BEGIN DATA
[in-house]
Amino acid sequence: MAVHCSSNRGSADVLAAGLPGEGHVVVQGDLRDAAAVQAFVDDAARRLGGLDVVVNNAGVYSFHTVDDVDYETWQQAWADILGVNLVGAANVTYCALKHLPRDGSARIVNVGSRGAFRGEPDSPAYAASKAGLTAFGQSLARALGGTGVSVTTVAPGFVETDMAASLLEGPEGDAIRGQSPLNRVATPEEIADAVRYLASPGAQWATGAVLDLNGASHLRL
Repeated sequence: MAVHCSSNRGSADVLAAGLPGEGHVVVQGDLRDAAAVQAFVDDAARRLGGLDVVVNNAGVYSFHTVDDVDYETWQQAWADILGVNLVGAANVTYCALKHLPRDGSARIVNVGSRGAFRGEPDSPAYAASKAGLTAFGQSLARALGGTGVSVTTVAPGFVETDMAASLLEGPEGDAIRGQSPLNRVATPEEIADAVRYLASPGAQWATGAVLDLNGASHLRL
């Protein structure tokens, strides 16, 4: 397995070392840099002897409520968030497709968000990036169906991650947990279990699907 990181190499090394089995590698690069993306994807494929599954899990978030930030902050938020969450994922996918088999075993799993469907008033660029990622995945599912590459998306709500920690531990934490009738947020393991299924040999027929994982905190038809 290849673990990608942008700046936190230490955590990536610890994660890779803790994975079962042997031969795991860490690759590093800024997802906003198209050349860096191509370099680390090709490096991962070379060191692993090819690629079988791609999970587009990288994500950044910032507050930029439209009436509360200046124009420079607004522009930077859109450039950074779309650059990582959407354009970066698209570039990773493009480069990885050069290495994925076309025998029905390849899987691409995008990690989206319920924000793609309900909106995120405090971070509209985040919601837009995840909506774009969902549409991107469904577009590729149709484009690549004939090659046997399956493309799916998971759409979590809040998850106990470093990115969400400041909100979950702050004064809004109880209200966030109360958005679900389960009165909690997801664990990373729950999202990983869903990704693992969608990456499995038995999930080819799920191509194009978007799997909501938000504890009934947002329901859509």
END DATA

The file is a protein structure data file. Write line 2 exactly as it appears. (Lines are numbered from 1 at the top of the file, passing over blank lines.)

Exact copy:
Amino acid sequence: MAVHCSSNRGSADVLAAGLPGEGHVVVQGDLRDAAAVQAFVDDAARRLGGLDVVVNNAGVYSFHTVDDVDYETWQQAWADILGVNLVGAANVTYCALKHLPRDGSARIVNVGSRGAFRGEPDSPAYAASKAGLTAFGQSLARALGGTGVSVTTVAPGFVETDMAASLLEGPEGDAIRGQSPLNRVATPEEIADAVRYLASPGAQWATGAVLDLNGASHLRL